Set It Off Movie Review

Movie Review by Anthony Leong © Copyright 1997

Takashi Bufford stood up and looked out the sliding door that led to the balcony of the apartment. The apartment that belonged to her fellow aspiring screenwriter, Kate Lanier, still seated at the table amidst the discarded story ideas and empty cups of coffee that they had consumed. The crimson sun was about to dip underneath the flat expanse of the Pacific Ocean in the distance. They had been at this for hours, yet they had nothing to show for their efforts.

"We need something that sells," Takashi said to her friend.

"Unfortunately, films with strong feminist overtones do not do fare well in this male-centered-values society," Kate replied.

"Well, what genres sell then?"

"Bank-heist-gone-awry films. There's been tons of those lately," Kate suggested.

An expression of extreme contemplation came over Takashi's face as her mind began to make connections that she had not before. Kate looked up at her friend, puzzled at the deep thought that had suddenly consumed her. "What is it?" she asked.

"I got it! 'Reservoir Dogs' with sistas!" Takashi exclaimed.

Kate digested the suggestion and replied, "I got one better... 'Waiting to Exhale' with guns!"

Takashi scurried back to the kitchen table and pulled the laptop computer close and began to type. "I can see it now," she said, "four inner city women, working for minimum wages, decide to rob banks to break free from the persecution they face in their daily lives."

"Yes... it would be like one of those John Woo films with lots of double-fisted shoot-outs, slo-mo camera work, and internal moral conflict. Let's flesh out some of the characters."

"Okay, the first one we'll call Frankie-- she'll exemplify the fall from grace. I can see Vivica Fox, the one who played Will Smith's stripper girlfriend in 'Independence Day', in the role. She's working in a bank at the start of the story, and she sees one of her homeys, Darnell, in the bank. The next second, he's stickin' a cap-buster in her face and robbin' the joint with the boyz..."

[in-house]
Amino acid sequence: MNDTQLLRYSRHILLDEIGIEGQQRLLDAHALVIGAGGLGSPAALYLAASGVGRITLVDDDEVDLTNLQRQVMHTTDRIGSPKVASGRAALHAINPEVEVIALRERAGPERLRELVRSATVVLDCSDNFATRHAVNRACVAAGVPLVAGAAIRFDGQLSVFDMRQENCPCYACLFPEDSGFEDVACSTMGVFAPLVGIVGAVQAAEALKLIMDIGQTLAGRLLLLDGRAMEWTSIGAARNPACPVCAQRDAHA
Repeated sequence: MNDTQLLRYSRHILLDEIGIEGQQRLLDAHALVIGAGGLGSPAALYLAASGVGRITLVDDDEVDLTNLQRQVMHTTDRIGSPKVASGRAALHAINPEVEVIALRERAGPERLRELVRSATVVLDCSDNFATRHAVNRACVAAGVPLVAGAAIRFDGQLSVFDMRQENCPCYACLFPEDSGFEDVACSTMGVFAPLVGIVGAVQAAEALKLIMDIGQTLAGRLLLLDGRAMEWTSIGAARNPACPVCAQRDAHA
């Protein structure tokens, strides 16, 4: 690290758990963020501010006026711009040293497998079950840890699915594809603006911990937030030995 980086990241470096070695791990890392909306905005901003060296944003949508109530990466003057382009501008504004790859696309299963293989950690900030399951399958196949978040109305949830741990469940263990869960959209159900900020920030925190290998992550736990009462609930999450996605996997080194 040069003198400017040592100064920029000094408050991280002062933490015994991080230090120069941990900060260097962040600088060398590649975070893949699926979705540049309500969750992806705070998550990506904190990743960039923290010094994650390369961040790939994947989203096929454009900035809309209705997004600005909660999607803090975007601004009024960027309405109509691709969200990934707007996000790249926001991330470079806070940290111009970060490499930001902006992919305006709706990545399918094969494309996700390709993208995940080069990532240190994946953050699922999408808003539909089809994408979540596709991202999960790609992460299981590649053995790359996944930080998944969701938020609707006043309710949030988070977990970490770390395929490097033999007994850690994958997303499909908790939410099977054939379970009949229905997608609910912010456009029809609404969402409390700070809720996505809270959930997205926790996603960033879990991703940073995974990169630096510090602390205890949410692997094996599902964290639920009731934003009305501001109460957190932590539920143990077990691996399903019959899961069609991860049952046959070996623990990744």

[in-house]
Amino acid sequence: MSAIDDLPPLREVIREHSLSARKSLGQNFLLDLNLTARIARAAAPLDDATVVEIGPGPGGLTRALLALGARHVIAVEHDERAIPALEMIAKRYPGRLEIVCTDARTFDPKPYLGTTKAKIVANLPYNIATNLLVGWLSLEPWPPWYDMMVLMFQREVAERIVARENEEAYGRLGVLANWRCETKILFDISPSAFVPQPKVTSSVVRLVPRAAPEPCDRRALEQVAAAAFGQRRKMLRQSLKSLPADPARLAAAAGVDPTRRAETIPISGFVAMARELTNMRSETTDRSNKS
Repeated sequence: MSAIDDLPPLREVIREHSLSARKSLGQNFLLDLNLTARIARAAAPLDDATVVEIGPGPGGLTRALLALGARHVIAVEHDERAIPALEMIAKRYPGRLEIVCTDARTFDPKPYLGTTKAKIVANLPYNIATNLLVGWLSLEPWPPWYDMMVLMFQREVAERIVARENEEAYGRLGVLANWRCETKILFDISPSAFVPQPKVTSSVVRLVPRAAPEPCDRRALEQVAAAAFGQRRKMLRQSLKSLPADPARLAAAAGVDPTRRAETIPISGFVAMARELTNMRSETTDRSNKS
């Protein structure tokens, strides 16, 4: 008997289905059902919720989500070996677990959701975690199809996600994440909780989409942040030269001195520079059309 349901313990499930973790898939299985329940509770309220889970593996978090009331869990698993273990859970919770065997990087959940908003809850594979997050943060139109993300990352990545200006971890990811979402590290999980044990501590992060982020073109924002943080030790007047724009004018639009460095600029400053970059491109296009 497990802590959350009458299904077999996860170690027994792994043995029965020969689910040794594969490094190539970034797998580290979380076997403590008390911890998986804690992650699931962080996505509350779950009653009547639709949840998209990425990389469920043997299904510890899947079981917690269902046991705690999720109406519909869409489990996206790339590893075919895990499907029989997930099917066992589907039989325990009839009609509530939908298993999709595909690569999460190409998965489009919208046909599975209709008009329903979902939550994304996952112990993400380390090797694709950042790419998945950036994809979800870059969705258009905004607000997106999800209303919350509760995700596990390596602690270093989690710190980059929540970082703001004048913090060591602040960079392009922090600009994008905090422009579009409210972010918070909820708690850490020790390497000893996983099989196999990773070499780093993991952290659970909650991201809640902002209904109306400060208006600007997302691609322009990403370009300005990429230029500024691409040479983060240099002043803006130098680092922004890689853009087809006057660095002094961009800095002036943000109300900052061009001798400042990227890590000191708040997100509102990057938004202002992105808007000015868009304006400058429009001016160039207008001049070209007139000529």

"...and she doesn't follow proper robbery procedure, and innocent people die," Kate continued, "and then the final shoe drops... she gets fired because her boss thinks that she was in on it. And then she has to get a minimum wage job! She'll be the leader of the grrl gang, 'cause she has the foe-one-one on all the banks!"

"Okay, one down, three to go. Stony will be Frankie's best friend-- Jada Pinkett, who was in "The Nutty Professor" would be perfect. Her kid brother is going to UCLA, but can't afford the tuition. She puts aside her dignity to sleep with some scumbag to get the money for his tuition, but then he's killed by the police when they mistake him for Darnell."

"Wasn't that done already in 'Boyz 'n the Hood'?" Kate countered.

"Yes, it was... but we'll throw in a little twist and maybe no one will notice. She'll be the rational yet vulnerable one-- the one that the audience will identify with the most. She'll be the one torn between doing what's right and doing what's necessary to survive."

"We need a gay character. All movies and television shows have one these days. Cleo will be the action freak of the group and the lethal lesbian. She'll be the irrational one, spending all her loot on her fancy things for her girltoy to wear, and the first one to be arrested for her blatant disregard for her own actions."